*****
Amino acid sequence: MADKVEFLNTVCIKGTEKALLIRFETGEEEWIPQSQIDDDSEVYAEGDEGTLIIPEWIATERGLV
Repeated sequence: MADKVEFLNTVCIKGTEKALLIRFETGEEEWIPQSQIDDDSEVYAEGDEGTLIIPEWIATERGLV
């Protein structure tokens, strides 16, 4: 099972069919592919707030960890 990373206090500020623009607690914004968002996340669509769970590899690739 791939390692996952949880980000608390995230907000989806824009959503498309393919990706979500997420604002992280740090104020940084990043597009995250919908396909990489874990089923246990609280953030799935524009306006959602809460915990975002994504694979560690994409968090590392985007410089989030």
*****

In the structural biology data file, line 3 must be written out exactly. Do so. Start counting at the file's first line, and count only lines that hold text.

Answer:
């Protein structure tokens, strides 16, 4: 099972069919592919707030960890 990373206090500020623009607690914004968002996340669509769970590899690739 791939390692996952949880980000608390995230907000989806824009959503498309393919990706979500997420604002992280740090104020940084990043597009995250919908396909990489874990089923246990609280953030799935524009306006959602809460915990975002994504694979560690994409968090590392985007410089989030």